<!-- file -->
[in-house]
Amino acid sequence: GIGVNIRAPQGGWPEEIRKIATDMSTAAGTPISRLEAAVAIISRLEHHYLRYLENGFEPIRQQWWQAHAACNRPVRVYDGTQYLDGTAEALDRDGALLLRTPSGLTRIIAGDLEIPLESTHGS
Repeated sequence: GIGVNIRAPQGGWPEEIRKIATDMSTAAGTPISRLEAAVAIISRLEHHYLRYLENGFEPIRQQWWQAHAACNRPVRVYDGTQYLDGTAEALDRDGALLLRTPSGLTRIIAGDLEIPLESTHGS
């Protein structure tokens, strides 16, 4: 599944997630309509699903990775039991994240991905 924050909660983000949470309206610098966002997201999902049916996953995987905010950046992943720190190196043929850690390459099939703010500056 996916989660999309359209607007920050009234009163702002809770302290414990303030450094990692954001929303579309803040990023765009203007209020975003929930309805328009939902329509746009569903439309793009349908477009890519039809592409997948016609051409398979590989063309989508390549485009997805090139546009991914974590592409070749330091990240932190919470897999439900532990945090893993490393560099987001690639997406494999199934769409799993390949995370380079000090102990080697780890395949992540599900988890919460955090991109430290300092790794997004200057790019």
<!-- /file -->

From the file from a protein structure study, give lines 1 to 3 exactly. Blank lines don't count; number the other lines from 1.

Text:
[in-house]
Amino acid sequence: GIGVNIRAPQGGWPEEIRKIATDMSTAAGTPISRLEAAVAIISRLEHHYLRYLENGFEPIRQQWWQAHAACNRPVRVYDGTQYLDGTAEALDRDGALLLRTPSGLTRIIAGDLEIPLESTHGS
Repeated sequence: GIGVNIRAPQGGWPEEIRKIATDMSTAAGTPISRLEAAVAIISRLEHHYLRYLENGFEPIRQQWWQAHAACNRPVRVYDGTQYLDGTAEALDRDGALLLRTPSGLTRIIAGDLEIPLESTHGS